big and smallOver 95% of our clients practice in a law firm with fewer than 20 attorneys in it. Here are four critical areas where the size of the firm seems to matter the most when it comes to marketing:

Attorneys in small firms and solo practitioners are extremely pressed for time.

From business development, to building relationships with potential referral sources, to meeting with prospects, fulfillment of services, working with demanding clients, document preparation, managing a practice, to collecting fees and operating the firm on a daily basis, attorneys in solo practice or a small firm find that time is their most valuable commodity.

Unfortunately, there never seems to be enough of it. Now I’m not saying that attorneys in large firms aren’t busy. But usually in a large firm, there is often a staff member or a team of people responsible for managing the firm, preparing documents, marketing the firm, and collecting overdue invoices. All the attorney needs to do is practice law and build great relationships with their clients. Most of our clients in small firms have to wear 5 to 10 hats every day!

The pressure to perform never seems to end. However, they cannot neglect learning the art and science of lead generation and conversion—how to generate more and better referrals and qualified leads who are interested in their services and convert them into paying clients. They just don’t have a lot of time to learn this critical skill.

This is why we developed our Rainmaker Retreat, an intensive, deep dive into practical techniques and proven strategies that are specifically designed to help attorneys in small firms and solo practices. It covers over 65 different strategies in a step-by-step fashion that focuses on implementation and taking rapid action to achieve maximum results.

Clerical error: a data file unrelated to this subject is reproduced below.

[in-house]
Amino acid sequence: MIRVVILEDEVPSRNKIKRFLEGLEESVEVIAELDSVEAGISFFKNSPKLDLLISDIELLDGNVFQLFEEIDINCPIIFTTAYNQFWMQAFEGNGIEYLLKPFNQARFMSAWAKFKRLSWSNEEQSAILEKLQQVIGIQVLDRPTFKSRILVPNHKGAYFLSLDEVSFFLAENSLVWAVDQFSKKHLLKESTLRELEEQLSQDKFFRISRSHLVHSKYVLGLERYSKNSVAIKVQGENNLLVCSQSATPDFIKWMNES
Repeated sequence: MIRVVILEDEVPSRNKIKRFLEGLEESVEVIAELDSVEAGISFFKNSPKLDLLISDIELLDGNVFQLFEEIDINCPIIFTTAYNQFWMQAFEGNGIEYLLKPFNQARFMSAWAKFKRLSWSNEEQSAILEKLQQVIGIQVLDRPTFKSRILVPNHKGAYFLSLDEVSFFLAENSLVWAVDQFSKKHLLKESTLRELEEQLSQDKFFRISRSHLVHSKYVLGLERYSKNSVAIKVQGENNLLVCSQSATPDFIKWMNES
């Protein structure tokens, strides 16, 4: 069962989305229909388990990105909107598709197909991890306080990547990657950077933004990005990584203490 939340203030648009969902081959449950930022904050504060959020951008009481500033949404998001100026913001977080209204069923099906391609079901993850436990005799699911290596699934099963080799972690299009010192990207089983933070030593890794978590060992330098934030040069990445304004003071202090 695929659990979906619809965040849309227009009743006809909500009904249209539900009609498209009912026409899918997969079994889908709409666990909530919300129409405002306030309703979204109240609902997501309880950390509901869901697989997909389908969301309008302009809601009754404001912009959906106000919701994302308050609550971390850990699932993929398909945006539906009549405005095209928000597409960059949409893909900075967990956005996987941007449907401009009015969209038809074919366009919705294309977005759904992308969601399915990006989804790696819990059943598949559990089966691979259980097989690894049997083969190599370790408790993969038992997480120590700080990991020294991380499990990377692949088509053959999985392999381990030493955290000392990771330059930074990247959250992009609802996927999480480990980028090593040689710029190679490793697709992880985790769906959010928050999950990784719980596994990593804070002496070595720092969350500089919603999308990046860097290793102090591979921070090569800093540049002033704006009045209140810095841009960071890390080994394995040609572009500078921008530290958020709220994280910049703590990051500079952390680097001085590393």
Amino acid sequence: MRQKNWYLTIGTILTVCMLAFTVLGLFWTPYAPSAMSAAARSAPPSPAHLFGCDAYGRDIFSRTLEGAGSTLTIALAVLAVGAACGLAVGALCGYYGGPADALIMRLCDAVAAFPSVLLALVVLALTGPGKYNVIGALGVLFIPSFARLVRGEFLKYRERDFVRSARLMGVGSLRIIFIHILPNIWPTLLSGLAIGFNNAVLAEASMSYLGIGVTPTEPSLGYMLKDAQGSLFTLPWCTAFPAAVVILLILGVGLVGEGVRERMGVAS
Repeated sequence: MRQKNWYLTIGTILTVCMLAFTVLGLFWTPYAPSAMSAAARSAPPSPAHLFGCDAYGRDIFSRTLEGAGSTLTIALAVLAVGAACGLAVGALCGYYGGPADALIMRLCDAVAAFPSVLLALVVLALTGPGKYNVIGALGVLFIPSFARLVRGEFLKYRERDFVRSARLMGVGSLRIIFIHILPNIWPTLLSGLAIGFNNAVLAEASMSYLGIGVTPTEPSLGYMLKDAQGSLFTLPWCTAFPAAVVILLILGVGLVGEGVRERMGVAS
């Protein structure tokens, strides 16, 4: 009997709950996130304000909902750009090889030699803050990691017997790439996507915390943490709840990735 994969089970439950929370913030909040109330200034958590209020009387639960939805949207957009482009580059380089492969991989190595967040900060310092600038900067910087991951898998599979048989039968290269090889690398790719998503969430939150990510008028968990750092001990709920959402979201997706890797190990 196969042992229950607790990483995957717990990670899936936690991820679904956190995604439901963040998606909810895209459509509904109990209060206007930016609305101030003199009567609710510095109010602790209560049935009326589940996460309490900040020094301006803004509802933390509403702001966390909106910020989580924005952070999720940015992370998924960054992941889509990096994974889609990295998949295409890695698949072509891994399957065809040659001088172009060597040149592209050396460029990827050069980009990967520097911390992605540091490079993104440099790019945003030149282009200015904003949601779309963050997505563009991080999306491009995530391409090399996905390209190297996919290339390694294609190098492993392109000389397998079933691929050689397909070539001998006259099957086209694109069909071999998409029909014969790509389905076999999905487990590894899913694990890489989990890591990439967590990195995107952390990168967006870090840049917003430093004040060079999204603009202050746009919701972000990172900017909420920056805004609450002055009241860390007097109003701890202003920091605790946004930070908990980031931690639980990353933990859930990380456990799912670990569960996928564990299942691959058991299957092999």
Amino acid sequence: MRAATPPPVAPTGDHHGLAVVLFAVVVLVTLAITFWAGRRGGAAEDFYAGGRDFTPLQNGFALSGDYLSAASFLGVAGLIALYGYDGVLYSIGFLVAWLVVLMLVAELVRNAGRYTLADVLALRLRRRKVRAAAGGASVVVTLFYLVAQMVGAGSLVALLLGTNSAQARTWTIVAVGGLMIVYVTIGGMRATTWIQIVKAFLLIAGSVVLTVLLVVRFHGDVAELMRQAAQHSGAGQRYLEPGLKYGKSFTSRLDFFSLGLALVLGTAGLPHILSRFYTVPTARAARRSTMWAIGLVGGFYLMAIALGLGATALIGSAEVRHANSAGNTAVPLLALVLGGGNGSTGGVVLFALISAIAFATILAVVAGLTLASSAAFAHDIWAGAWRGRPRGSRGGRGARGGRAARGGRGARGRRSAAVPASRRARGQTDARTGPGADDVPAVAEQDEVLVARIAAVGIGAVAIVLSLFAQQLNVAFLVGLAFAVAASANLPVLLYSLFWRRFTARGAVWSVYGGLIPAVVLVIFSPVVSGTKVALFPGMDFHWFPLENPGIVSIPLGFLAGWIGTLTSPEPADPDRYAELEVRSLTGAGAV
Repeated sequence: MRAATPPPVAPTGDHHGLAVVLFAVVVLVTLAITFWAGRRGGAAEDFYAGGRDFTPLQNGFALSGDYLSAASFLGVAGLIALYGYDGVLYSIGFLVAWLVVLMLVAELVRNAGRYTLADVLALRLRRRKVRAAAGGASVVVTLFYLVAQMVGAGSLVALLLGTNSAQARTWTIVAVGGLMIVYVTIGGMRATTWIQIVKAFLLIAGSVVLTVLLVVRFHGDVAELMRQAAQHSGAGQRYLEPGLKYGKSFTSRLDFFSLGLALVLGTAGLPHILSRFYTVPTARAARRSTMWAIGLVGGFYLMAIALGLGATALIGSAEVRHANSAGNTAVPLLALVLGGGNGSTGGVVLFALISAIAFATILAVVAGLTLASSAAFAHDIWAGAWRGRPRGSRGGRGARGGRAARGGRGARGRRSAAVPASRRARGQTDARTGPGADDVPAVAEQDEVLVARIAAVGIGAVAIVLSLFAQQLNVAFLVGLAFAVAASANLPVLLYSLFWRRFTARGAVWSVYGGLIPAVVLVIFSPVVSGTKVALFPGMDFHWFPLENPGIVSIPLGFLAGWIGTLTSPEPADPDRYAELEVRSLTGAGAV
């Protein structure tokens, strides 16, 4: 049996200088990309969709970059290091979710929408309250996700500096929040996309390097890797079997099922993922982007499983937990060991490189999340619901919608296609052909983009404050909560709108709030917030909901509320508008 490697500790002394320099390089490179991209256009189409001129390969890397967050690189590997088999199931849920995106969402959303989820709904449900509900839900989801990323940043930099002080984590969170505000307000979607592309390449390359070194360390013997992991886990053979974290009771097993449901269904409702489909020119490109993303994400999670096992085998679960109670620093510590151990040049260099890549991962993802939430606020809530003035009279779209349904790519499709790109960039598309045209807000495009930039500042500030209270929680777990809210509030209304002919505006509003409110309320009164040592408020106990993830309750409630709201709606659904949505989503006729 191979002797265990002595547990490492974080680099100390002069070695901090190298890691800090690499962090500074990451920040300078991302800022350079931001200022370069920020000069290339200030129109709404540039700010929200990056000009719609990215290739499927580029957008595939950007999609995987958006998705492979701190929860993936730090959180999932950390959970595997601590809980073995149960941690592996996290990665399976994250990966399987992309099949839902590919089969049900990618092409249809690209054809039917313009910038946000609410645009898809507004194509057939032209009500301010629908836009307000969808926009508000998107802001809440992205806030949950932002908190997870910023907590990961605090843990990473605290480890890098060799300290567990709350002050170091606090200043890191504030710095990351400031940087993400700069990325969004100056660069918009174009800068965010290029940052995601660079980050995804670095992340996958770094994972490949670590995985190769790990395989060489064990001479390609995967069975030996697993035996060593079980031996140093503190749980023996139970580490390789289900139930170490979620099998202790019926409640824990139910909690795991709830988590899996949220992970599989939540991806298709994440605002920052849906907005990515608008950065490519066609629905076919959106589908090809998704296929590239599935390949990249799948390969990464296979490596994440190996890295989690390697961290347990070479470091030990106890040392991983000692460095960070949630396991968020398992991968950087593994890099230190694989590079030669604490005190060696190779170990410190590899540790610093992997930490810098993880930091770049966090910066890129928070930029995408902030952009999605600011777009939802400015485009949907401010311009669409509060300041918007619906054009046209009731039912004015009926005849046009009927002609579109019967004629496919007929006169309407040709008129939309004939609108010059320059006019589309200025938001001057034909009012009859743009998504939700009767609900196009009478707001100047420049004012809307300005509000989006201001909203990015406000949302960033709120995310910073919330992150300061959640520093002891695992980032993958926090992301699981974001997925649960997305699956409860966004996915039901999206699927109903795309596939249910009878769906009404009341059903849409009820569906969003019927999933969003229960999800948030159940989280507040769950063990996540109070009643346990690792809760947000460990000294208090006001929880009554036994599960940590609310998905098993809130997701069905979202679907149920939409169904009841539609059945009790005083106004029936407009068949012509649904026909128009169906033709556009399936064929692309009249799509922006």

When it comes to learning how to market and grow their law firm (or any other skill they must possess) they must do it in a compressed time frame and then get back to work.

Size of the marketing budget.

Many large law firms have a marketing budget bigger than the annual revenues of small law firms. Years ago, I stopped asking my clients for the size of their marketing budget because I grew tired of hearing, “Budget? We don’t have a budget.” I get it. Most small firms are proud if they review their P&L on a monthly basis, much less have a “budget for marketing.” Your marketing plans must be designed to be easily implemented on a low cost budget.

We teach our clients one of the best returns on investment a small firm can implement is to start a monthly e-newsletter. We recommend Constant Contact or another similar service to help them get started. Our clients tell us that almost every time they send out their newsletter, referrals start coming in.

Number of decision makers.

Most marketing decisions at many large firms are made by committees. I see committees as a waste of time because in order to make a decision, virtually all of them must say ‘yes,’ but it only takes one person to say ‘no’ and the whole deal falls through.